Credit: Freepik

Brno-Led SALVAGE Initiative Aims To Enhance Cancer Prevention and Therapy

Last week, representatives from eight research institutions met in Brno at the Masaryk Memorial Cancer Institute to ceremonially launch the SALVAGE project, which aims to enhance cancer prevention. The project started at the beginning of this year and will continue until mid-2028 with a budget of CZK 488 million.

Along with Brno’s Masaryk Cancer Institute and Masaryk University, other partner universities and institutions include Motol University Hospital in Prague, Olomouc University Hospital, Charles University Faculty of Medicine in Plzeň, Ostrava University, Palacký University in Olomouc, and Pardubice University.

Malignant tumours are the second most common cause of death in the Czech Republic, as well as in the EU, and it’s estimated that almost half of these deaths can be avoided through prevention. 

With the full title “Saving lives through research in the early detection and prevention of cancer: Molecular, genomic and social factors”, the SALVAGE project, divided into three distinct research projects, addresses the main challenges in research in the field of primary, secondary and tertiary oncological prevention.

SALVAGE will contribute to the fulfilment of the main goals of the European Plan to Fight Cancer, the EU Cancer Mission and the Czech Framework of Health Research 2030, bringing results applicable in clinical practice, strengthening international cooperation, and reducing the research deficit in this area.

“The SALVAGE project has three research plans, in which we deal with the causes of precancerous conditions and tumours and the possibilities of influencing them, at the level of cells, individuals and entire populations. We are connecting laboratories with clinical practice and excellent scientific teams across the Czech Republic,” said Prof. Marek Svoboda, director of the Masaryk Institute of Oncology and principal investigator of the SALVAGE project.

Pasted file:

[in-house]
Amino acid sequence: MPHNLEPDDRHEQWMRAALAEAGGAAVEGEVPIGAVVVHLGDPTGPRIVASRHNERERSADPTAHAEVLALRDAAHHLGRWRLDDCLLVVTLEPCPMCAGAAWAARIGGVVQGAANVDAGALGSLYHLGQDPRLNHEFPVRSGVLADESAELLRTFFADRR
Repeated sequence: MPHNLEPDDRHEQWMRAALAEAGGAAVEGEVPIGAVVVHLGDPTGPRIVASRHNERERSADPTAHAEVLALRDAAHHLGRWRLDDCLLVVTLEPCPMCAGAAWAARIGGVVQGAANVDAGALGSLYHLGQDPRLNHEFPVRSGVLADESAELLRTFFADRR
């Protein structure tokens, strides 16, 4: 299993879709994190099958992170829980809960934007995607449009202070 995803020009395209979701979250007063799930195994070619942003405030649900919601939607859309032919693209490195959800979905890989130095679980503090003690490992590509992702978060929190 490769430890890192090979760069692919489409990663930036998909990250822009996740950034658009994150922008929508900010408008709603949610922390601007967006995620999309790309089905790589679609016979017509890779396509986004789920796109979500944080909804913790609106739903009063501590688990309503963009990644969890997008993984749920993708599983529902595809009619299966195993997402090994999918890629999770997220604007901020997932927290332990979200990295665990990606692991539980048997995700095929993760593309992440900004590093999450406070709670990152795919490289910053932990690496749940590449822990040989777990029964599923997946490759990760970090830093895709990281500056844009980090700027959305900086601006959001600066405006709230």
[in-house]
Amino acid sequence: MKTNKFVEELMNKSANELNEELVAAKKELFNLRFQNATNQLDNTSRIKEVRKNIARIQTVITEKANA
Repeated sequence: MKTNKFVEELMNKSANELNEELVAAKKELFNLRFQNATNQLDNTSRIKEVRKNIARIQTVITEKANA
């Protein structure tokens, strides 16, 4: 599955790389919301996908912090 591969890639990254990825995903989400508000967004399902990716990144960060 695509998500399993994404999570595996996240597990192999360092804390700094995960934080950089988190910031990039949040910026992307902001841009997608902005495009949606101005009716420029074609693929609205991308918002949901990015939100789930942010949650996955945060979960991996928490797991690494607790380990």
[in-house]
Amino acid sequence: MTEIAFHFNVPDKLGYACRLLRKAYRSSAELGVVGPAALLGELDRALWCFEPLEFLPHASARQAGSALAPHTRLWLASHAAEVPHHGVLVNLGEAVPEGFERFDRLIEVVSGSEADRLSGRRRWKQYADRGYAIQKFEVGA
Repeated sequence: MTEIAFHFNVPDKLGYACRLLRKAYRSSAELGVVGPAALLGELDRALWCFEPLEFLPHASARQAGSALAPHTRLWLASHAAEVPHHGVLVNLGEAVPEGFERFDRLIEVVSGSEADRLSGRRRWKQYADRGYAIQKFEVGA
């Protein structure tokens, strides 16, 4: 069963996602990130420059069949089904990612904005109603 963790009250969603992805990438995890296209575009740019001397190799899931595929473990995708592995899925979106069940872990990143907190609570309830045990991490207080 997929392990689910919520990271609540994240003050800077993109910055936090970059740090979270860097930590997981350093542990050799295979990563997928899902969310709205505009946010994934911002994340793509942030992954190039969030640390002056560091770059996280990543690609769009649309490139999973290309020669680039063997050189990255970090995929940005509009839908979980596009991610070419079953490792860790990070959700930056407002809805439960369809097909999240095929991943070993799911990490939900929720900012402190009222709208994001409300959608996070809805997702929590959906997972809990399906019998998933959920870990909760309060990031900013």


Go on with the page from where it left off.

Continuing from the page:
“The international reach is also important, and that is shown by the fact that the ceremonial opening of the project drew the attention of the International Agency for Research on Cancer (IARC), based in Lyon, whose representative Dr Jiří Zavadil was invited to give a lecture at the opening,” added Svoboda.

The first of these research projects is led by the Institute of Molecular and Translational Medicine at the Faculty of Medicine of Palacký University (ÚMTM UPOL).

“Our research provides insight into the molecular basis of precancerous and early cancerous lesions and tumour-host interactions. These processes are essential for understanding the process of malignant transformation, which is important for improving the prevention, detection and treatment of cancer,” explained Dr. Zdeněk Škrott, junior researcher leading the research project. 

It aims to investigate the role of genomic integrity, proteotoxic stress responses and cellular senescence in the early tumour stages and to explore molecular diversity in precancerous and cancerous lesions and stromal cells. Genomic, epigenetic and proteomic analysis is planned to identify new markers and improve diagnostic and treatment approaches.